BREAKING: Thugs Protest In St. Louis Over White Officer / Black Male Shooting
This is a developing story. Get updates here!
Fox News reports:
Protests erupt in St. Louis with at least four cops assaulted and numerous demonstrators maced following the acquittal of a white officer in the shooting death of an African-American drug suspect.
Read More: https://fxn.ws/2h8v1Au | (Courtesy: KTVI)
UPDATE 9-16-17 738am The Blaze reports:
Violent protests have broken out in St. Louis, Missouri, after former police officer Jason Stockley was found not guilty of murdering Anthony Smith in 2011 after a high-speed chase following a suspected drug deal.
- Four officers have been injured and one police car has been vandalized.
- Protestors have been pepper sprayed for attempting to block police travel.
- Police blocked protestors from getting on a major highway, so they marched to police headquarters.
- Local businesses closed and sent employees home early due to the protests.
What happened in 2011?
- Stockley and his partner attempted to arrest Smith during a suspected drug deal.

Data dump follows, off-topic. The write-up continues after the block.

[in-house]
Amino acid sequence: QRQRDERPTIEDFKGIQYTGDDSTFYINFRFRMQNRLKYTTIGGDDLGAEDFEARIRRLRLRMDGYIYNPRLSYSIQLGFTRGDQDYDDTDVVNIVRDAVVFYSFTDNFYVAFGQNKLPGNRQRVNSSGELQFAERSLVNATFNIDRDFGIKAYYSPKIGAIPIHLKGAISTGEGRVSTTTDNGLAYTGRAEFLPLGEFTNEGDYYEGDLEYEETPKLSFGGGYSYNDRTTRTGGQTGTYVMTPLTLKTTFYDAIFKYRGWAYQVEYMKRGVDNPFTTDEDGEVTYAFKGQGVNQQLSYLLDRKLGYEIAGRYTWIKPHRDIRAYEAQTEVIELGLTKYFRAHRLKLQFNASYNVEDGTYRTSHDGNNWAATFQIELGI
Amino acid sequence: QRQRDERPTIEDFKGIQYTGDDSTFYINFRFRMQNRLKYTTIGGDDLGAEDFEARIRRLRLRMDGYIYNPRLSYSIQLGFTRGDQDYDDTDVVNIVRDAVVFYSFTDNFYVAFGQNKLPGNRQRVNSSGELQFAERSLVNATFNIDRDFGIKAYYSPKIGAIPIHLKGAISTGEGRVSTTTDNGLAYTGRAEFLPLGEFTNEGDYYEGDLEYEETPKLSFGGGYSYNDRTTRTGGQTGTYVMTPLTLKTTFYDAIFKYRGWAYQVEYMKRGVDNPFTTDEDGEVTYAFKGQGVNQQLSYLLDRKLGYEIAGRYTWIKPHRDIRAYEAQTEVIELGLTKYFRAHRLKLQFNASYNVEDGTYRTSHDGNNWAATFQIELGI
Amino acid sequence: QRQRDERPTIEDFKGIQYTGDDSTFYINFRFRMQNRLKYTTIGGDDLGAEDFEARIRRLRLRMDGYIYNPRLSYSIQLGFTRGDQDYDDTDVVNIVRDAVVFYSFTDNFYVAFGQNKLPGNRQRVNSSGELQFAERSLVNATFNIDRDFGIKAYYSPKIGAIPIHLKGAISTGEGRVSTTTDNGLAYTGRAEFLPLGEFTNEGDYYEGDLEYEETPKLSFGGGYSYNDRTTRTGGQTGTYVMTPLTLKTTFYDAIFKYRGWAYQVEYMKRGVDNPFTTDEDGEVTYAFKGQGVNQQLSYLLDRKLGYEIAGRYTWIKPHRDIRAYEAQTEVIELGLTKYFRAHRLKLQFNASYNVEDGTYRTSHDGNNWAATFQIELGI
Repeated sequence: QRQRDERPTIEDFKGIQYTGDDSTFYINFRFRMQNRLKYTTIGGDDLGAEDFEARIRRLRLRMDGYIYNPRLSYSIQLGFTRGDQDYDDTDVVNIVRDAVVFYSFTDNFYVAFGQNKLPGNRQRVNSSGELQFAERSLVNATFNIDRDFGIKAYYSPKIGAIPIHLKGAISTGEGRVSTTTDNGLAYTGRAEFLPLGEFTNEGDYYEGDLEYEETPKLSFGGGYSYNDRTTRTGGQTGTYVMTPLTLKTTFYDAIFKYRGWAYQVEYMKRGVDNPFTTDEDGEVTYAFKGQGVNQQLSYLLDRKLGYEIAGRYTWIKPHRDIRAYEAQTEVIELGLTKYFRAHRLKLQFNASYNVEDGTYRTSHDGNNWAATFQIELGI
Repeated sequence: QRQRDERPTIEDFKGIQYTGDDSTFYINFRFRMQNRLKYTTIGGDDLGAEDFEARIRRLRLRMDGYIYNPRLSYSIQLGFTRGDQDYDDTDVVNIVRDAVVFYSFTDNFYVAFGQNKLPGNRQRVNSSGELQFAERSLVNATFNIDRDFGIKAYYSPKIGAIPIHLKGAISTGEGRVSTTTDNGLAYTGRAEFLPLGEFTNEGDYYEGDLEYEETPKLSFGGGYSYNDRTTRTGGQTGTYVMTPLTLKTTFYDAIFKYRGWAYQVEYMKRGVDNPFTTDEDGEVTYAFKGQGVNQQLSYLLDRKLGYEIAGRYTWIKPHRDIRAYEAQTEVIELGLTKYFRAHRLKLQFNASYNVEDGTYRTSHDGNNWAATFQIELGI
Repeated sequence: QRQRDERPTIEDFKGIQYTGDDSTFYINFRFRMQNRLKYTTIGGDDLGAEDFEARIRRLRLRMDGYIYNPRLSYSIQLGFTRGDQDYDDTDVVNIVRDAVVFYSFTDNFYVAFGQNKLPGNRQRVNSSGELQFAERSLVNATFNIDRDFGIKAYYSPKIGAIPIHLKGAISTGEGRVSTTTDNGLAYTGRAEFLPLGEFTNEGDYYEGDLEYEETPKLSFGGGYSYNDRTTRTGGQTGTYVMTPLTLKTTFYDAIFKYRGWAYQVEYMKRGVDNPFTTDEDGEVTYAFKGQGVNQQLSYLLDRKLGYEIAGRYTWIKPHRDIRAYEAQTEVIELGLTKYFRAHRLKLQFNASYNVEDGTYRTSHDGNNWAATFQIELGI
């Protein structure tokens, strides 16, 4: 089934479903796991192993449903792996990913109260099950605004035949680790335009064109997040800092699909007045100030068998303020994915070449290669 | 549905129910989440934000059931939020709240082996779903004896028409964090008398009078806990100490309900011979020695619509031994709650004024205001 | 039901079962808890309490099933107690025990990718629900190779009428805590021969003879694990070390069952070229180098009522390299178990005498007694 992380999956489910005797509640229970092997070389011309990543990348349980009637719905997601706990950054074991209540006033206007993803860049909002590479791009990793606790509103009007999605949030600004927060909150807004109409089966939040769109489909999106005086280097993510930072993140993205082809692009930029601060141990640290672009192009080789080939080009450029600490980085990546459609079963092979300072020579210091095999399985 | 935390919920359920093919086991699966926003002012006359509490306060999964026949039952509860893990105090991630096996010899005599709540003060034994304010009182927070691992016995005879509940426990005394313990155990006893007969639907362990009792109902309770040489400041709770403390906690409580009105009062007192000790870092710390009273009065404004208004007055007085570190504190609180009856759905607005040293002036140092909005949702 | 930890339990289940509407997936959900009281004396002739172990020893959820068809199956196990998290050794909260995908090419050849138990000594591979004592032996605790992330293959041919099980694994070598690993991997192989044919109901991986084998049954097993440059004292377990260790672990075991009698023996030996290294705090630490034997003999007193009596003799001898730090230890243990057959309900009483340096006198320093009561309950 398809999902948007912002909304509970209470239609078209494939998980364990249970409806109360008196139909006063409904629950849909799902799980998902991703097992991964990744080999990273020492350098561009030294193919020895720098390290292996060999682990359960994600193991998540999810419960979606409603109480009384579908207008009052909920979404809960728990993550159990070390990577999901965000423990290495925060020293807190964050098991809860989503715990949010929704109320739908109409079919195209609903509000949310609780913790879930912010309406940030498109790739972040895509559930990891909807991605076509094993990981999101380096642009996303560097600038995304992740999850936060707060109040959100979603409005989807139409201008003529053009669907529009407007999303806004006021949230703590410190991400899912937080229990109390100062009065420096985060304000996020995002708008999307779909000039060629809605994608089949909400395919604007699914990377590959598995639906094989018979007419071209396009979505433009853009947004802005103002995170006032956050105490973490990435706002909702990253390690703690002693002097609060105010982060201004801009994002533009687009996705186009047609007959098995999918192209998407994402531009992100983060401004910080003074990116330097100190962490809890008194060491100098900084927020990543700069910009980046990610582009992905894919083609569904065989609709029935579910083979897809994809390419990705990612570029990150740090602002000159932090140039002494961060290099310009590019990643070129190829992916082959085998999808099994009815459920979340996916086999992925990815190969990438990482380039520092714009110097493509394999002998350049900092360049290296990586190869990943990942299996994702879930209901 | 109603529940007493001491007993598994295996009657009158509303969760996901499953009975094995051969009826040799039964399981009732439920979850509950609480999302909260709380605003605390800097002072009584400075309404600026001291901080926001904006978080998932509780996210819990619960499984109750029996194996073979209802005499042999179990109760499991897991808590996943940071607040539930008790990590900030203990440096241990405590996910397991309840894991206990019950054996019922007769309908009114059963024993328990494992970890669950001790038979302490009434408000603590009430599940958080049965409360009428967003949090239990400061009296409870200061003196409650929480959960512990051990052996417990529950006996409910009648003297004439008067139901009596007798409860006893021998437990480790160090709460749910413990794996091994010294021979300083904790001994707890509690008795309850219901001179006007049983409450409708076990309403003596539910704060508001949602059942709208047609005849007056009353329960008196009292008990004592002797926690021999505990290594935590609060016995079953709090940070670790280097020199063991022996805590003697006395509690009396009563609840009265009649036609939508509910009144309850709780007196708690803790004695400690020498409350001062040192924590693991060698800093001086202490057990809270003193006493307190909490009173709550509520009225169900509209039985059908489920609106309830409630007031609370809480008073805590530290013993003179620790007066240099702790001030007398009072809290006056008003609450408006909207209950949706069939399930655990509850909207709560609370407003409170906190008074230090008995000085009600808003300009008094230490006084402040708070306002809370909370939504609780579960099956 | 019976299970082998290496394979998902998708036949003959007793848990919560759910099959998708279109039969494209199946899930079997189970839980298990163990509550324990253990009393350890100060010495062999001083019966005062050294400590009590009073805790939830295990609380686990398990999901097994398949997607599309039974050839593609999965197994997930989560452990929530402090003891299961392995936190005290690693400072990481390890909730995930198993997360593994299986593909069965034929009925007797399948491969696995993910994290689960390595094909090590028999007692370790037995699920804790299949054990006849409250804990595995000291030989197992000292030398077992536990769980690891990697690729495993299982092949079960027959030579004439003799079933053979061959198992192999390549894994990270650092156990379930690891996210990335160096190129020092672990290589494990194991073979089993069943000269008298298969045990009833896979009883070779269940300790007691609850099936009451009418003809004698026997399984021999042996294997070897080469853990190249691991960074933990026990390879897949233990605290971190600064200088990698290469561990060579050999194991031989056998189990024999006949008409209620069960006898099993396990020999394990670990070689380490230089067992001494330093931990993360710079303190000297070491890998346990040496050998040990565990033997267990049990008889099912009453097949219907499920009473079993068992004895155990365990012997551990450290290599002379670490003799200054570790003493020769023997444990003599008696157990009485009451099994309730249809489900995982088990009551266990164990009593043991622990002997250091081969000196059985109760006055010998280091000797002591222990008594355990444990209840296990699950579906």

- Smith fled and a chase that reached speeds of 90 mph ensued through local neighborhoods.
- Officers stopped Smith by ramming his vehicle, and Stockley, believing Smith was concealing a weapon, shot Smith five times, killing him.
- A handgun and a bag of heroin was found in the vehicle. The handgun only had Stockley’s DNA on it. The heroin had Smith’s DNA on it.
Why was Stockley accused of premeditated murder?
- Prosecutors accused Stockley of planting the weapon in Smith’s vehicle after the fact.
- During the chase, Stockley was heard on the in-car camera saying he was “gonna kill this [expletive], don’t you know it.”
- Prosecutors said Stockley shot Smith four times quickly, then shot him “execution style” at close range to kill him.
Why was he acquitted?
- Stockley waived his right to a jury trial, and his case was decided by bench trial by Judge Timothy Wilson.
- “This court, as the trier of fact, is simply not firmly convinced of defendant’s guilt. Agonizingly, this court has pored over the evidence again and again … This court, in conscience, cannot say that the state has proven every element of murder beyond a reasonable doubt or that the defendant did not act in self-defense,” Wilson said in his decision.
(H/T St. Louis Post-Dispatch)